`BinaryCrossentropy`

class```
keras.losses.BinaryCrossentropy(
from_logits=False,
label_smoothing=0.0,
axis=-1,
reduction="sum_over_batch_size",
name="binary_crossentropy",
)
```

Computes the cross-entropy loss between true labels and predicted labels.

Use this cross-entropy loss for binary (0 or 1) classification applications. The loss function requires the following inputs:

`y_true`

(true label): This is either 0 or 1.`y_pred`

(predicted value): This is the model's prediction, i.e, a single floating-point value which either represents a logit, (i.e, value in [-inf, inf] when`from_logits=True`

) or a probability (i.e, value in [0., 1.] when`from_logits=False`

).

**Arguments**

**from_logits**: Whether to interpret`y_pred`

as a tensor of logit values. By default, we assume that`y_pred`

is probabilities (i.e., values in [0, 1]).**label_smoothing**: Float in range [0, 1]. When 0, no smoothing occurs. When > 0, we compute the loss between the predicted labels and a smoothed version of the true labels, where the smoothing squeezes the labels towards 0.5. Larger values of`label_smoothing`

correspond to heavier smoothing.**axis**: The axis along which to compute crossentropy (the features axis). Defaults to`-1`

.**reduction**: Type of reduction to apply to the loss. In almost all cases this should be`"sum_over_batch_size"`

. Supported options are`"sum"`

,`"sum_over_batch_size"`

or`None`

.**name**: Optional name for the loss instance.

**Examples**

**Recommended Usage:** (set `from_logits=True`

)

With `compile()`

API:

```
model.compile(
loss=keras.losses.BinaryCrossentropy(from_logits=True),
...
)
```

As a standalone function:

```
>>> # Example 1: (batch_size = 1, number of samples = 4)
>>> y_true = [0, 1, 0, 0]
>>> y_pred = [-18.6, 0.51, 2.94, -12.8]
>>> bce = keras.losses.BinaryCrossentropy(from_logits=True)
>>> bce(y_true, y_pred)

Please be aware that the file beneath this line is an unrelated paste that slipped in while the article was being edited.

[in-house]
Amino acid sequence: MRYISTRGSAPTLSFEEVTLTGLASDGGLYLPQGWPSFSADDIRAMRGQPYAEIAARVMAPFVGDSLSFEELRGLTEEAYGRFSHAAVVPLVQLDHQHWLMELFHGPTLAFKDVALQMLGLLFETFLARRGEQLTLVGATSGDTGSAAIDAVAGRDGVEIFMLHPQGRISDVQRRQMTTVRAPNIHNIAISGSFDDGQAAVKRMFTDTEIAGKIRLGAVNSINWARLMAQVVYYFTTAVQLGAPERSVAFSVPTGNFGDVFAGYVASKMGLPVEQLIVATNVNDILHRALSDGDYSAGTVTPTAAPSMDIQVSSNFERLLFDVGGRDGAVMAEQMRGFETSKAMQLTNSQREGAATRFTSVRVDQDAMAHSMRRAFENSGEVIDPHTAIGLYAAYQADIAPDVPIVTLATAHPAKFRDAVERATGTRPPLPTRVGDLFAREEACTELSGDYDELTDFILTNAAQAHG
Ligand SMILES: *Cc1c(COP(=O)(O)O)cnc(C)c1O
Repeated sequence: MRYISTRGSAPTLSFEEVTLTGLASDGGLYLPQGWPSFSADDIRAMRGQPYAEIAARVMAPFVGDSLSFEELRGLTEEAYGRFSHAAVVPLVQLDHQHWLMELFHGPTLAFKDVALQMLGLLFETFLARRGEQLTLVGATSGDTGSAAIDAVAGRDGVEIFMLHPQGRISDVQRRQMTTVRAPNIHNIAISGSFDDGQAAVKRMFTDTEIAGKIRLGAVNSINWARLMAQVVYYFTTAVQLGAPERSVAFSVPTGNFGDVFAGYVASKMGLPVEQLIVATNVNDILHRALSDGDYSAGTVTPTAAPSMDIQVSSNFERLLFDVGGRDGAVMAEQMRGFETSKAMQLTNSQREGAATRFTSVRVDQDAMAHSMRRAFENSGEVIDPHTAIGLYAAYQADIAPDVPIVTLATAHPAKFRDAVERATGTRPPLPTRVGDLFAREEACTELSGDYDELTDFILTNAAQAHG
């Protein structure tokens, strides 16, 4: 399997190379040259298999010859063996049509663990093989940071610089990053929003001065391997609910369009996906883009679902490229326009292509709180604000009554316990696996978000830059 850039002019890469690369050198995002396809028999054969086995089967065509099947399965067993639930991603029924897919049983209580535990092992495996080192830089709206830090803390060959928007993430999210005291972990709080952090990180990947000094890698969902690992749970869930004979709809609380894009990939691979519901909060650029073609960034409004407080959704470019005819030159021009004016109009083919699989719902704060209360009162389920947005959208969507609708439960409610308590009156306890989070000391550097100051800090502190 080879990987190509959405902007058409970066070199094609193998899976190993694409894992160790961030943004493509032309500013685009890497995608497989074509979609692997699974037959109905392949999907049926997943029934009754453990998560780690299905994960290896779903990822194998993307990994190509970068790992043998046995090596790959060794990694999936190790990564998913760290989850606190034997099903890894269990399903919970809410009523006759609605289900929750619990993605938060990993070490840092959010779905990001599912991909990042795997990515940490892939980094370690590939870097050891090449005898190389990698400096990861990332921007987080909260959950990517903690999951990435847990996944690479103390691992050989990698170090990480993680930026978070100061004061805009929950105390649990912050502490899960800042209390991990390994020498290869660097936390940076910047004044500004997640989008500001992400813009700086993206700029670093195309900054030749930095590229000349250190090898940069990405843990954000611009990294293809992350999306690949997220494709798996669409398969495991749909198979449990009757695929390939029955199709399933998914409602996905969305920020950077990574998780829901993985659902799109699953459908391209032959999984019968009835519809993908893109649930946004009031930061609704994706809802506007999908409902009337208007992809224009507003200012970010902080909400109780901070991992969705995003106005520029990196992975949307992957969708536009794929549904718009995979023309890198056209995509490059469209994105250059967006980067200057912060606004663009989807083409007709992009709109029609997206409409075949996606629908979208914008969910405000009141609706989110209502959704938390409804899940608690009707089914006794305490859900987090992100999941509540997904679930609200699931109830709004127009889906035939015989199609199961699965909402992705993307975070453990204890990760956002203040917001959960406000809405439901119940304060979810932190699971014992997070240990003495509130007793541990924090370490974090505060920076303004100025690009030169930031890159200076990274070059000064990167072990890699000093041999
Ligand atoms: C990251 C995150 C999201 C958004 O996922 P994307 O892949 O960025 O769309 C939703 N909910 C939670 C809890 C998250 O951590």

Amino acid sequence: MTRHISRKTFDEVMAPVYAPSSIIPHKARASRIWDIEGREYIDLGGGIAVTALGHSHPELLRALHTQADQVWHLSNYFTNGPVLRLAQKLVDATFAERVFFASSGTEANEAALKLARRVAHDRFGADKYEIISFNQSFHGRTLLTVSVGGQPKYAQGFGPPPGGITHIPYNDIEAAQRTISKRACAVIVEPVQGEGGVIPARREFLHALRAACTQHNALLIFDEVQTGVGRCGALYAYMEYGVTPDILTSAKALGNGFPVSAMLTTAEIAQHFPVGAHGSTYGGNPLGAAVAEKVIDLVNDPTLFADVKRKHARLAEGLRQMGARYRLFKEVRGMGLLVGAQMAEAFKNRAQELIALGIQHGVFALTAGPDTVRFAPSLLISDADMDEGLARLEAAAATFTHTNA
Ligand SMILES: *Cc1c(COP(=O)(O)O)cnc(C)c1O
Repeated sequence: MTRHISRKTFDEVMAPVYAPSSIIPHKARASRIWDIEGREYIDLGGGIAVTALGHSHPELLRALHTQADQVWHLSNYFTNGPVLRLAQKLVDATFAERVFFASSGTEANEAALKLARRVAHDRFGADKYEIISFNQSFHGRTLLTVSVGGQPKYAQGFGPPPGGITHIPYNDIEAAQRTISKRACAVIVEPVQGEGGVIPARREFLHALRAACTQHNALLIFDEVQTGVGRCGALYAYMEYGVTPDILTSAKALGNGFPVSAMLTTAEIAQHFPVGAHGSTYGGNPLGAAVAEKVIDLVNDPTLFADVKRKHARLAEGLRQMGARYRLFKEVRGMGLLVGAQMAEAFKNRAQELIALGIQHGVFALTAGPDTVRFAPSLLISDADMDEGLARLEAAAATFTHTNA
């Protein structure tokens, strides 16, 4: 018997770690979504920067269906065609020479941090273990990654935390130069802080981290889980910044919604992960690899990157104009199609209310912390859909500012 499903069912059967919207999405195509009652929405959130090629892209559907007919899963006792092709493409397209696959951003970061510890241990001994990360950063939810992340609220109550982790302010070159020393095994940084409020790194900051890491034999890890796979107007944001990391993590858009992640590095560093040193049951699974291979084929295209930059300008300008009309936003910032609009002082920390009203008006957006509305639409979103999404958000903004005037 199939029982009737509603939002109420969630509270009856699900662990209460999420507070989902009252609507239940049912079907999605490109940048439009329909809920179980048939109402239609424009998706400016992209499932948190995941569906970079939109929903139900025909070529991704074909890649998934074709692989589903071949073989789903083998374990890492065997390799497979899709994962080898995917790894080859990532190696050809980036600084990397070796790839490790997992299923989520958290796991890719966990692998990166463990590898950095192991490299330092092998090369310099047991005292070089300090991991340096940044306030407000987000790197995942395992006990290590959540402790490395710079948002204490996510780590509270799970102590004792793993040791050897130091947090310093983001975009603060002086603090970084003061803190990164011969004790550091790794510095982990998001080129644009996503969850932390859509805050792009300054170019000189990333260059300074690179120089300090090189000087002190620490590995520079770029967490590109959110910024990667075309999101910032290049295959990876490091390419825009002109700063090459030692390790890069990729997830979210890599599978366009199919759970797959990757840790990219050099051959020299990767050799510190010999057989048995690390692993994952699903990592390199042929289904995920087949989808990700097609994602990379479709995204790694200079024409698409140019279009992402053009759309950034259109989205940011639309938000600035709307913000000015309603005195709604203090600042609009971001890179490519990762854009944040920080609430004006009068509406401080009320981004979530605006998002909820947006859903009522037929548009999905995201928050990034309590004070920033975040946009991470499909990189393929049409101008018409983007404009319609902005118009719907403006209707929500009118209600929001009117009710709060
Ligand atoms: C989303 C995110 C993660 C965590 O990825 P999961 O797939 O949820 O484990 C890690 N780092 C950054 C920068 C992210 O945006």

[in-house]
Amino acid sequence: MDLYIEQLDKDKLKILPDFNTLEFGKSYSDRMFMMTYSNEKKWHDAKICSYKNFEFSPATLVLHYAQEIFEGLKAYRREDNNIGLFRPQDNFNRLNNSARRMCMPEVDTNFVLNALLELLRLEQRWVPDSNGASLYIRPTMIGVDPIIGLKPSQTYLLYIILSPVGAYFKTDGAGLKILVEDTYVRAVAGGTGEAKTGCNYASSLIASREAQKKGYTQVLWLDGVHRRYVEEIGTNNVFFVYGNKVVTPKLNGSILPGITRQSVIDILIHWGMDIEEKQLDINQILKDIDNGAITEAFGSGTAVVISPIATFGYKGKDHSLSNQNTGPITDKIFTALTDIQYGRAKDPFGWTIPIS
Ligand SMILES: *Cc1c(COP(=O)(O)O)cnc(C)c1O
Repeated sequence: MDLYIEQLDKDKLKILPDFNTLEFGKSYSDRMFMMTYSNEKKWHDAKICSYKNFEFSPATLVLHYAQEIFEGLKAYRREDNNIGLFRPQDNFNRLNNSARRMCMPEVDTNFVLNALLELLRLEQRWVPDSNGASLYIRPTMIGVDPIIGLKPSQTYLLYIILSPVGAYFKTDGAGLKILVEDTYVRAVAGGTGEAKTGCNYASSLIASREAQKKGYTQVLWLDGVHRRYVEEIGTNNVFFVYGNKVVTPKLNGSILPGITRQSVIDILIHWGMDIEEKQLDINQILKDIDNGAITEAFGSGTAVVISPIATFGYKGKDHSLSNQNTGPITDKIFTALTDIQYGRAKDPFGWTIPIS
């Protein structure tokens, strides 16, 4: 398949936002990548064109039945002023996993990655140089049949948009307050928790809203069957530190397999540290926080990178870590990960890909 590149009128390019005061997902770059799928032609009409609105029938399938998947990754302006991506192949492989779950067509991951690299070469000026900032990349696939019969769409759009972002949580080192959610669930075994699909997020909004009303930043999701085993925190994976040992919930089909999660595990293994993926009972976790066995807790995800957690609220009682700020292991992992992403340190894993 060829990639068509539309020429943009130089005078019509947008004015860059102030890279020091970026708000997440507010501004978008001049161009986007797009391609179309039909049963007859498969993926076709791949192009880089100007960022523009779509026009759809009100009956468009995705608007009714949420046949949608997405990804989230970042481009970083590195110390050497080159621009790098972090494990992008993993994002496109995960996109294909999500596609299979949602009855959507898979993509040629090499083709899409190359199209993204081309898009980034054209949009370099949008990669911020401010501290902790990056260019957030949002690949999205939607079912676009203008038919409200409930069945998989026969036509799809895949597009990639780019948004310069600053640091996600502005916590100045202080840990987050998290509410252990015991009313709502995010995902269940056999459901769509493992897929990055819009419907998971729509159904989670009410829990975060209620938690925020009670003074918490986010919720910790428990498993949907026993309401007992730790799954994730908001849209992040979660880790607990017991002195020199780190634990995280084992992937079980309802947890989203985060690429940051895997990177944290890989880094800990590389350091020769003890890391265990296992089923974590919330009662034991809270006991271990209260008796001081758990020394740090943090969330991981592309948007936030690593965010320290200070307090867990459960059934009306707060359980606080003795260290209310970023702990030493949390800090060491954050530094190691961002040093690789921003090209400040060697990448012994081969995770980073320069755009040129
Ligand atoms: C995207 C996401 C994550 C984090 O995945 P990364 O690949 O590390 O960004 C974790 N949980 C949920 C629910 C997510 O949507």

0.865
```

```
>>> # Example 2: (batch_size = 2, number of samples = 4)
>>> y_true = [[0, 1], [0, 0]]
>>> y_pred = [[-18.6, 0.51], [2.94, -12.8]]
>>> # Using default 'auto'/'sum_over_batch_size' reduction type.
>>> bce = keras.losses.BinaryCrossentropy(from_logits=True)
>>> bce(y_true, y_pred)
0.865
>>> # Using 'sample_weight' attribute
>>> bce(y_true, y_pred, sample_weight=[0.8, 0.2])
0.243
>>> # Using 'sum' reduction` type.
>>> bce = keras.losses.BinaryCrossentropy(from_logits=True,
... reduction="sum")
>>> bce(y_true, y_pred)
1.730
>>> # Using 'none' reduction type.
>>> bce = keras.losses.BinaryCrossentropy(from_logits=True,
... reduction=None)
>>> bce(y_true, y_pred)
array([0.235, 1.496], dtype=float32)
```

**Default Usage:** (set `from_logits=False`

)

```
>>> # Make the following updates to the above "Recommended Usage" section
>>> # 1. Set `from_logits=False`
>>> keras.losses.BinaryCrossentropy() # OR ...('from_logits=False')
>>> # 2. Update `y_pred` to use probabilities instead of logits
>>> y_pred = [0.6, 0.3, 0.2, 0.8] # OR [[0.6, 0.3], [0.2, 0.8]]
```

`BinaryFocalCrossentropy`

class```
keras.losses.BinaryFocalCrossentropy(
apply_class_balancing=False,
alpha=0.25,
gamma=2.0,
from_logits=False,
label_smoothing=0.0,
axis=-1,
reduction="sum_over_batch_size",
name="binary_focal_crossentropy",
)
```

Computes focal cross-entropy loss between true labels and predictions.

Binary cross-entropy loss is often used for binary (0 or 1) classification tasks. The loss function requires the following inputs:

`y_true`

(true label): This is either 0 or 1.`y_pred`

(predicted value): This is the model's prediction, i.e, a single floating-point value which either represents a logit, (i.e, value in [-inf, inf] when`from_logits=True`

) or a probability (i.e, value in`[0., 1.]`

when`from_logits=False`